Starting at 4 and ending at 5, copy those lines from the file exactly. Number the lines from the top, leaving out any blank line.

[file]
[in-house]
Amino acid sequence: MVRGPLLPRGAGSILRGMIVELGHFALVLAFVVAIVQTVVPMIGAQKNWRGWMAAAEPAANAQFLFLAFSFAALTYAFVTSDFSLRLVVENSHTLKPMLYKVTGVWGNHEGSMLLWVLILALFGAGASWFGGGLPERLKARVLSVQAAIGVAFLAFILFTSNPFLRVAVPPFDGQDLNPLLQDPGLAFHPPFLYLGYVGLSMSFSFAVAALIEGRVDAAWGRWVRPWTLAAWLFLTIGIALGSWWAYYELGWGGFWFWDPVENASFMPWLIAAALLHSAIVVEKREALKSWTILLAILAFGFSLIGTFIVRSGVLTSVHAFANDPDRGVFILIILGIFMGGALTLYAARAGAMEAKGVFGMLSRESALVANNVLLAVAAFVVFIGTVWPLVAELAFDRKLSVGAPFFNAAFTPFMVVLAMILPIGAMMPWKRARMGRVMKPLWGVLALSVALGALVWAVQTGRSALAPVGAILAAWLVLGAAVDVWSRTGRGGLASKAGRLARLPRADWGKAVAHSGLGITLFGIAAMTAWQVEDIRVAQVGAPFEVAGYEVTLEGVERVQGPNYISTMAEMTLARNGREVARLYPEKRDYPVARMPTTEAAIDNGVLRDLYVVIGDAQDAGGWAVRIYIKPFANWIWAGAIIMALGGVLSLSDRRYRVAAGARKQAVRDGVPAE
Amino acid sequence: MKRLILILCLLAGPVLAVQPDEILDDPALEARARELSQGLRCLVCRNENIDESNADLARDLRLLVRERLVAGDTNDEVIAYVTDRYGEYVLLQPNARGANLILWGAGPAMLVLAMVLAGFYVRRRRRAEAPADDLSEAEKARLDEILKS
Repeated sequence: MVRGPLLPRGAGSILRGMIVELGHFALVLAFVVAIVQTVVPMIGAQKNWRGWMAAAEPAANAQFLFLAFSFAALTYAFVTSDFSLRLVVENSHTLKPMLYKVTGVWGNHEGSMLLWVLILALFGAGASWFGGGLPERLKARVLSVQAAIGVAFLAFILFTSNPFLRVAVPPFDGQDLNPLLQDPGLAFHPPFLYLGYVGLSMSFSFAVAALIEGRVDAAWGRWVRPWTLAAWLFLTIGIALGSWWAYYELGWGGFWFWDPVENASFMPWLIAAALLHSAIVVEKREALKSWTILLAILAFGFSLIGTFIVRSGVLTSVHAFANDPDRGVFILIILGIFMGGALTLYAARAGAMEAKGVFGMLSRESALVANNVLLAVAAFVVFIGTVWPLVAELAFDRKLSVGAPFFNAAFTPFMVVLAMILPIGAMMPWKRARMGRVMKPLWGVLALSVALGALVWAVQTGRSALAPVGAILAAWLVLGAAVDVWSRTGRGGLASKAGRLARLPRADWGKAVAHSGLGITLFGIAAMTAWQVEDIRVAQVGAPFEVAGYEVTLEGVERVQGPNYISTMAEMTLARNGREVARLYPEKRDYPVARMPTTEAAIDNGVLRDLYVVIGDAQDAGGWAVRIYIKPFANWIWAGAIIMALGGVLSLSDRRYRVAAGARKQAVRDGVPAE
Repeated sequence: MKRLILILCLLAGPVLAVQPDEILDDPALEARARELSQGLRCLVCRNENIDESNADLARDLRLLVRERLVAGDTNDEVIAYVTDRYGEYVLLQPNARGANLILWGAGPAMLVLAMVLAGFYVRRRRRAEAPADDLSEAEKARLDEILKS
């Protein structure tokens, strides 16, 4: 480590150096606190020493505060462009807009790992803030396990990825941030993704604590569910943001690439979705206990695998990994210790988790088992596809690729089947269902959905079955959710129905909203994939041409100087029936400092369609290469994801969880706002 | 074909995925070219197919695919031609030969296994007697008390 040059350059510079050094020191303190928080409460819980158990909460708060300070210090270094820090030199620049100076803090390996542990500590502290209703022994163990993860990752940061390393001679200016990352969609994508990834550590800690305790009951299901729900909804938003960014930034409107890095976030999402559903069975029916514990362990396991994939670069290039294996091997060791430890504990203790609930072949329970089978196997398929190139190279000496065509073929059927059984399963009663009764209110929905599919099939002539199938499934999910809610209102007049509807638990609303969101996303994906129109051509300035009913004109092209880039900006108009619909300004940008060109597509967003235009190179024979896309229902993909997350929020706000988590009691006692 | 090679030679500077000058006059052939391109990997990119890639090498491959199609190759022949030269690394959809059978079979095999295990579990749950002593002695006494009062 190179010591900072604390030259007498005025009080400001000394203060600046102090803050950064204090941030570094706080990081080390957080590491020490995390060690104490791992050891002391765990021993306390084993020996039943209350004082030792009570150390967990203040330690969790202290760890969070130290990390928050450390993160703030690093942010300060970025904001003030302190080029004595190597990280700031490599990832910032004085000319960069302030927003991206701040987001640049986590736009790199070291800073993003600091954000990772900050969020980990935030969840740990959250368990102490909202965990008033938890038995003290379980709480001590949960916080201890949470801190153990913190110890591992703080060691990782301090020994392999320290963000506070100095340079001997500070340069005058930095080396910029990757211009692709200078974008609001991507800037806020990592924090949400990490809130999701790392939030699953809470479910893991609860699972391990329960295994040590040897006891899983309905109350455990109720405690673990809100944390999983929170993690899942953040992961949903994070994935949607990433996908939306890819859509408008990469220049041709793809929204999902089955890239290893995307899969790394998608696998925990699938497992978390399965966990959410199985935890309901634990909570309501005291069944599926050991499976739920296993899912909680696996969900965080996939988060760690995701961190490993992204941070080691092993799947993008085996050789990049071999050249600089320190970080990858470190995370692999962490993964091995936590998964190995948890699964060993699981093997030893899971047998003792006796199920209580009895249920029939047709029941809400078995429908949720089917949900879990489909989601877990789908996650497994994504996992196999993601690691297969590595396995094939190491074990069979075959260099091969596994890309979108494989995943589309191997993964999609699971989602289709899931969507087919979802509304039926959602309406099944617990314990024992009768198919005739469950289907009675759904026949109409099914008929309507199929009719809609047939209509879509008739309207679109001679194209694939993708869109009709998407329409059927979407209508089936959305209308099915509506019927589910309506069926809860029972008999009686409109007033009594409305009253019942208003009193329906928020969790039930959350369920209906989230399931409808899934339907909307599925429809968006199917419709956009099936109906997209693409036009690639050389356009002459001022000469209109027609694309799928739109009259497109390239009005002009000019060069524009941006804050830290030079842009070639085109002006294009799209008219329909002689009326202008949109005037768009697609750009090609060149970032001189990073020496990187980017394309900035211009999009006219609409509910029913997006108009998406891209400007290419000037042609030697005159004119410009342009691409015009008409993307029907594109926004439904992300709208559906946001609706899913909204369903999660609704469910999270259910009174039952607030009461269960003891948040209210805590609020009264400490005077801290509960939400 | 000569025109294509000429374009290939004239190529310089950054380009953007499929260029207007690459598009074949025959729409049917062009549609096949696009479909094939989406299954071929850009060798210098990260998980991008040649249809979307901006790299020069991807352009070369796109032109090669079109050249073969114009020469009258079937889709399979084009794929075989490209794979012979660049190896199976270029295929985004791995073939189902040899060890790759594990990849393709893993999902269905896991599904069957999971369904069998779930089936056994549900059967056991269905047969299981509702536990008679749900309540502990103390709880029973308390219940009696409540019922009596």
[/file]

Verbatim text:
Repeated sequence: MVRGPLLPRGAGSILRGMIVELGHFALVLAFVVAIVQTVVPMIGAQKNWRGWMAAAEPAANAQFLFLAFSFAALTYAFVTSDFSLRLVVENSHTLKPMLYKVTGVWGNHEGSMLLWVLILALFGAGASWFGGGLPERLKARVLSVQAAIGVAFLAFILFTSNPFLRVAVPPFDGQDLNPLLQDPGLAFHPPFLYLGYVGLSMSFSFAVAALIEGRVDAAWGRWVRPWTLAAWLFLTIGIALGSWWAYYELGWGGFWFWDPVENASFMPWLIAAALLHSAIVVEKREALKSWTILLAILAFGFSLIGTFIVRSGVLTSVHAFANDPDRGVFILIILGIFMGGALTLYAARAGAMEAKGVFGMLSRESALVANNVLLAVAAFVVFIGTVWPLVAELAFDRKLSVGAPFFNAAFTPFMVVLAMILPIGAMMPWKRARMGRVMKPLWGVLALSVALGALVWAVQTGRSALAPVGAILAAWLVLGAAVDVWSRTGRGGLASKAGRLARLPRADWGKAVAHSGLGITLFGIAAMTAWQVEDIRVAQVGAPFEVAGYEVTLEGVERVQGPNYISTMAEMTLARNGREVARLYPEKRDYPVARMPTTEAAIDNGVLRDLYVVIGDAQDAGGWAVRIYIKPFANWIWAGAIIMALGGVLSLSDRRYRVAAGARKQAVRDGVPAE
Repeated sequence: MKRLILILCLLAGPVLAVQPDEILDDPALEARARELSQGLRCLVCRNENIDESNADLARDLRLLVRERLVAGDTNDEVIAYVTDRYGEYVLLQPNARGANLILWGAGPAMLVLAMVLAGFYVRRRRRAEAPADDLSEAEKARLDEILKS